Jean-Marc I agree, the Agrelon, Ken and Mark H. deserve a Medal, and I hope SB appreciates the time & effort they put into advicing and sharing their great experiences with your products for newbies of low-wind windsurfing like myself. I'm impressed by details of Ken's and MarkH's responses - Ken's experience in sub-10 knts sailing, and Mark's excellent comparison of the iS144 and iS150.
No doubt that sub-6 knts windsurfing is a major challenge, yet for a guy like me that started windsurfing in 1979, and continued for 25Y as a short-board, sinker dude, coming up to a SUP has been quite a deja-vu from my haydays of Mistral Competition Epoxy (18 kgs masterpiece in '79), and my Division 2 racing in 81-82. Then everything about low wind dissappeared for these 3 decades until after a 5Y break I thought I should return into the Windsurfing ratrace. Yet, to get into shape I bought an SUP (11'9, 230L) from Naish, which actually got me into this whole exciting puzzles of Slalom and Low-wind gear.
The Naish SUP with a 8.5 Simmer 3XC can sail from app 2 -10 knts without a problem, yet its length and weight (have you remarked that no SUP manufacturer state "weight"?) make it a snail when it comes to planning. Love Ken's points on "pumping", cause coming on a SUP you really learn what the word means, as the surface is not easy to "unstick". As I sometimes sail a spot with swells, in no wind it's important to have some speed, so to get onboard and waveride (which is a LOT of fun). So SUPsailing in low-winds is fun in waves, while on flatwater not exactly exhilarating; not the way Ken described it as coming up 'n down. Maybe a better fin (=longer weed fin), would make the SUP come up to plane faster?
Above 12 knts the SUP even with its loooong, small pintail becomes a chop-smacking, "slamming door" type of experience with massive volume in the front-end to mid sections (like the Cobra boards of the mid 80's). I've sailed a Formula board once and it gave me a different feeling, yet the door effect was still there!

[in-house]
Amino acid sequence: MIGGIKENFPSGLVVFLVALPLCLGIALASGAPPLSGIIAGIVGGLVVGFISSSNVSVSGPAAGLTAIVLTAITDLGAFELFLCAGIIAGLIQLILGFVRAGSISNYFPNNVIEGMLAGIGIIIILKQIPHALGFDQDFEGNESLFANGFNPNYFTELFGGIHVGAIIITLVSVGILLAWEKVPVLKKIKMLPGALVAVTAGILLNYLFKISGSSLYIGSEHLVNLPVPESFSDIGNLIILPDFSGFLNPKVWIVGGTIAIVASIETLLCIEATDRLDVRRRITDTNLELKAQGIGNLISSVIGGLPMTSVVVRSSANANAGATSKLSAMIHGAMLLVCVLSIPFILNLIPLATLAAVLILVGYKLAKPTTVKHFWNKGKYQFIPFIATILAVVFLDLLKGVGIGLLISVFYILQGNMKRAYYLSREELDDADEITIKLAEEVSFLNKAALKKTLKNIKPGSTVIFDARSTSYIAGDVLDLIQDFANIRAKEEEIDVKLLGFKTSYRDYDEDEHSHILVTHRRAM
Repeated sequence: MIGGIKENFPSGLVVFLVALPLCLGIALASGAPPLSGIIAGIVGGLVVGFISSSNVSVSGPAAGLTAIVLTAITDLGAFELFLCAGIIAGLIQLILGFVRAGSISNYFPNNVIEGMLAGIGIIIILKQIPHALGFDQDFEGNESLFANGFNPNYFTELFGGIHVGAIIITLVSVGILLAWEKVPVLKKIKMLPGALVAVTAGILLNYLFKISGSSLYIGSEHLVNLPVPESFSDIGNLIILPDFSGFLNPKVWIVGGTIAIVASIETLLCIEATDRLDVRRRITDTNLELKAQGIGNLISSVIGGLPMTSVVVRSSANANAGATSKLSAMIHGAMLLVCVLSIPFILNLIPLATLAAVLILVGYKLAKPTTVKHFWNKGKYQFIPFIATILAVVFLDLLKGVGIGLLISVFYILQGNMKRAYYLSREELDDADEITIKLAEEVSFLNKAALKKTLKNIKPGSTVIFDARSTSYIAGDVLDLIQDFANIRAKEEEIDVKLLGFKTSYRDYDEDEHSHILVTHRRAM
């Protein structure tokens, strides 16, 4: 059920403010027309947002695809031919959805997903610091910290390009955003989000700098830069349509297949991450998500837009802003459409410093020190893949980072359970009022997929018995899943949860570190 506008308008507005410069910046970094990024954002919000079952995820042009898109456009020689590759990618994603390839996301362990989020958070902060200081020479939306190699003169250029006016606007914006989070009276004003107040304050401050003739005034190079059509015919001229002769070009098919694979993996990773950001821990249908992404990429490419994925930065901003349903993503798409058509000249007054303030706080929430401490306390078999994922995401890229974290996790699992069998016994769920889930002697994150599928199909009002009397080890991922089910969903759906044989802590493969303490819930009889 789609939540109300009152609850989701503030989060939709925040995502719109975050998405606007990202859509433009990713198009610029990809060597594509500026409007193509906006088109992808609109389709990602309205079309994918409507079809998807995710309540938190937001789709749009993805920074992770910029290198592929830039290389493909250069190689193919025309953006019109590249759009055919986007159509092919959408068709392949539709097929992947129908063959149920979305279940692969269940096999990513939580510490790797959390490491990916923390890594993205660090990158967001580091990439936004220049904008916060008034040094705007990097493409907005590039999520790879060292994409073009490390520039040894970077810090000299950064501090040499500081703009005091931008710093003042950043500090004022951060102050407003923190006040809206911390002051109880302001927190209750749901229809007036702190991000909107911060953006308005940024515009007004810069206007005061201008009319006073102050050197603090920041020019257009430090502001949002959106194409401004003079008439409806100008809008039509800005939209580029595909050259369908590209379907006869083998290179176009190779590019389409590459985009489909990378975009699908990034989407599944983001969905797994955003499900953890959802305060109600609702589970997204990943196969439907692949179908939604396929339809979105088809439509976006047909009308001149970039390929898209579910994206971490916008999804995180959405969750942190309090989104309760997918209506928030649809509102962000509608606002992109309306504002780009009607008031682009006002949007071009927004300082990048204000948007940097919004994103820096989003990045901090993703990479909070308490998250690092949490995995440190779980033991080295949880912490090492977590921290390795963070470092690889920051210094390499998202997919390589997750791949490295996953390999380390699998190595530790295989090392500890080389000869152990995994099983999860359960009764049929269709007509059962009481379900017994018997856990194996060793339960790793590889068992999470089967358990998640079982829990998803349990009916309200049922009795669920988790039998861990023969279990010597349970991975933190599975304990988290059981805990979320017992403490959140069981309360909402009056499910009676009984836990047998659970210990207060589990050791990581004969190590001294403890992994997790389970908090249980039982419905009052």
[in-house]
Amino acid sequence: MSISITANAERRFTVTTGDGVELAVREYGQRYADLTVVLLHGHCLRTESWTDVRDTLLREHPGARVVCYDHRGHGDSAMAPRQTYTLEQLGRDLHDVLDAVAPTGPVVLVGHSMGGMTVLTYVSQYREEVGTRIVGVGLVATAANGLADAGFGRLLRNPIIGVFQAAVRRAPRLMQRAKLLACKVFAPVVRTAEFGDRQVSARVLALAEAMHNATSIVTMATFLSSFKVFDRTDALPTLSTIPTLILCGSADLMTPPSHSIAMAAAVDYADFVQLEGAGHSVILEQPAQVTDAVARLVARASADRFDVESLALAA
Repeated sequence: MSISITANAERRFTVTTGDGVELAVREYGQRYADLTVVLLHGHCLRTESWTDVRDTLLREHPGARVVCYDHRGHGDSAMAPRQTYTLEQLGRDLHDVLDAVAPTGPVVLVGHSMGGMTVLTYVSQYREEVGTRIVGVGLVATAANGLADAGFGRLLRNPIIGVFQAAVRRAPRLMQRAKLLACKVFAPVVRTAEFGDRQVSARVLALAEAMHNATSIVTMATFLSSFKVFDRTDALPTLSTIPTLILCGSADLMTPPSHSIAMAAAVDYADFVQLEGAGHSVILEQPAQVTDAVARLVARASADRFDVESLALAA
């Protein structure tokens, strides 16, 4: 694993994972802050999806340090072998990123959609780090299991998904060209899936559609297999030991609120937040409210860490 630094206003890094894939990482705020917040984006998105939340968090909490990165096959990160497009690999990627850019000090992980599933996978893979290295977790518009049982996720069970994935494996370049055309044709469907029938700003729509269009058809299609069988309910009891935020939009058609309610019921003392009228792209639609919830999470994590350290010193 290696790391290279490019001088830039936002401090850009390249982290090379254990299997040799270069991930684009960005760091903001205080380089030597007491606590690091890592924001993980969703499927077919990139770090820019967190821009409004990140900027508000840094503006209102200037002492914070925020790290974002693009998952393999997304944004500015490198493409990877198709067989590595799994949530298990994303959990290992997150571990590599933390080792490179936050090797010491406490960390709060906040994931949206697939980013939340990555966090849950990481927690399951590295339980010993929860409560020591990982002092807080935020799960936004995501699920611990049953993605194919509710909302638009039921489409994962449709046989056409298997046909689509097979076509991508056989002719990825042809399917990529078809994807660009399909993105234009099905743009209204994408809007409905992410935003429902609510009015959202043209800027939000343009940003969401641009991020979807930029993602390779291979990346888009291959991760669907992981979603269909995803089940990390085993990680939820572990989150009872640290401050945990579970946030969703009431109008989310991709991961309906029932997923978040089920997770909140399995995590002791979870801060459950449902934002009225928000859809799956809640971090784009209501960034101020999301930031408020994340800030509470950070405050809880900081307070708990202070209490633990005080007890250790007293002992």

The difference btw the SUP and Windsurfing boards became very apparent as I switched from the SUP to sailing the RRD X-Fire 120L right after. It was such a transition of sensation of acceleration and sound - going from the bang-bang of a snail to the shwwww of a fast-moving racer - both on a well trimmed 8.5 Cambered sail with a 48 MFC fin. It was a trip and then I catapulted in a damn weed island!
What is also evident in your own marketing, is that light-weight is important in low-winds acceleration! I tried a Technora & WC Futura 122 in 7.5m2 (15 knts) winds last year in Egypt, and there was definitely a difference in acceleration and keeping the board on plane - ít felt like the "lightness" took you faster through lulls.
That's why I kept asking the question to you/Team on "Width versus Weight" for 2 boards (iS144-150) that are extremely close when sailed in 10-11m2 and around on avg. 2,5 Beauf. or 10 knots.
a) If I put a 11m2 Overdrive on a WC iS144 with a 6x cm fin, it's still a floater for me (as I'm 15 kgs lighter than Mark, yet my bad technique will make me follow his recoms). It will blast then from 10 knts.
b) The "heavier" iS150 Wood will be able to reach planning faster given its width (Ken mentioned: "only slightly"!), thus I can just as well go for a monster sail (12> m2) for 8-16 knots range of sailing. Yet we are not abs clear here!
Have you done any such weight to width comparisons? If WIDTH is more important than WEIGHT, then why did you launch a WC line at all? JP has a GOLD line with Carbon+Honeycomb, often >1-2 Kg lighter than their normal Wood cousins (e.g. JP Super Sport 74 V127 with Length: 250 cm /8'2" , Width: 74 cm /29.1", rec sails: 6.0-9.0m2 and Volume: 127 liters, comes in 3 variants GOLD: 6.6 kg/14.6 lbs, PRO/Same as SB's WC(?): 7.0 kg/15.4 lbs, and FWS/FULL WOOD SANDWICH/similar to EB Wood(?): 8.0 kg/17.6 lbs - all with variances of ±6%). If WIDTH as in the Formula boards is such an issue, why does everyone makes boards on the 120+ cm ranges - my suspiction is that they are not FUN to sail in "normal" = Choppy seas. So, can you please chip in in this final round - if Width is IT, then I'll go for it, and drop all pretenses of buyng a cool lighter board for lighter winds...
Non-team folks, thanks for all the given advice so far! Let SB then enlighten us on the Weight vrs Width issue (unless all of you gurus have done that too) ;-D